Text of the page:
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Viviane Ribeiro de Ávila, Teresa Bento, Wellington Gomes, José Leitão and Nelson Fortuna de Sousa

Context Ankle fractures (AFs) are the most common injuries among the fractures of the lower limbs found in urgency and emergency services. 1 , 2 These fractures are a significant source of morbidity for both the young and elderly population. 3 , 4 At a young age, the incidence is higher in men

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Sinéad O’Keeffe, Niamh Ní Chéilleachair and Siobhán O’Connor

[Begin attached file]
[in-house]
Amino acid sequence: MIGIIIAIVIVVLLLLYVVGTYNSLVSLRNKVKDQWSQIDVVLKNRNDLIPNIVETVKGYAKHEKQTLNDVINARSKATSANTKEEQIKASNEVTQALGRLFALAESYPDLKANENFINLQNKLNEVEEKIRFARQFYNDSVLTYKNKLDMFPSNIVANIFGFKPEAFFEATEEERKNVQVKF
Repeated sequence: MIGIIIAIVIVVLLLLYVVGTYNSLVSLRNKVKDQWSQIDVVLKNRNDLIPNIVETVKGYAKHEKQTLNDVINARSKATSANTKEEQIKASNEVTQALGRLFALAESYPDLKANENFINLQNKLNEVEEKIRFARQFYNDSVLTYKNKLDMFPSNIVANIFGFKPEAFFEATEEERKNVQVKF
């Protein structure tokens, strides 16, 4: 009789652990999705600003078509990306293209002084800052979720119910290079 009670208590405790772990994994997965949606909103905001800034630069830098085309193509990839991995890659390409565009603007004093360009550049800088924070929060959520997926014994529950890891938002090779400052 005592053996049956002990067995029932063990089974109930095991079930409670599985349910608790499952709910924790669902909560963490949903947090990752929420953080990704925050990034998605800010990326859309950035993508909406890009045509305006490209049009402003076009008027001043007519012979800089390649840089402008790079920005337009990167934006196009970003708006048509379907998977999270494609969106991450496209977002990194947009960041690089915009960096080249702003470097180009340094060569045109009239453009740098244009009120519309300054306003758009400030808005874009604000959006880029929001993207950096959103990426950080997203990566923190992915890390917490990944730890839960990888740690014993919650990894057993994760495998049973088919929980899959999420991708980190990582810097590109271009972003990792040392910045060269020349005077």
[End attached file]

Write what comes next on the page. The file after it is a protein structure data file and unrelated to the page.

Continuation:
Context: Participating in Gaelic football provides a wealth of benefits, but a risk of musculoskeletal injury also exists. Injury is associated with physical consequences, including pain, discomfort, loss of function, time absent from school/sport, and considerable medical expenses, along with placing undue pressure on emergency services and hospital staff. Concurrent psychological consequences, such as fear avoidance, can also occur, causing psychological distress. There is a current dearth of available research examining the psychology of injury in male adolescent Gaelic footballers. Objective : To examine fear avoidance postinjury in male adolescent Gaelic footballers, the effect of pain, time loss, injury severity, and previous injury on the extent of fear avoidance, and the usefulness of a modified Athlete Fear Avoidance Questionnaire (AFAQ) as a screening tool for predicting injury. Design: Prospective cohort study. Setting: Recreational clubs. Participants: A total of 97 male adolescent club Gaelic footballers (13.4 [1.1] y). Interventions: Musculoskeletal injuries sustained during participation in Gaelic football, defined as any injury sustained during training or competition causing restricted performance or time lost from play, were assessed and recorded weekly by a certified athletic and rehabilitation therapist. Injuries requiring time loss from participation were classed as time-loss injuries. Injury characteristics that included type, nature, location, severity, and pain were recorded. Main Outcome Measures: Injured players completed the AFAQ, a measure of injury-related fear avoidance following injury assessment (AFAQ1). With time-loss injuries, the AFAQ was completed again (AFAQ2) prior to return to play. Modified AFAQ was completed at baseline. Results: Twenty-two injuries were recorded during the season with fear avoidance evident postinjury that significantly decreased before returning to play. Fear avoidance postinjury was higher in those with greater pain but time loss, injury severity, and previous injury did not significantly affect the extent of fear avoidance. Baseline fear avoidance did not predict injury. Conclusions: Psychological rehabilitation is recommended for managing postinjury psychological distress in male adolescent Gaelic footballers.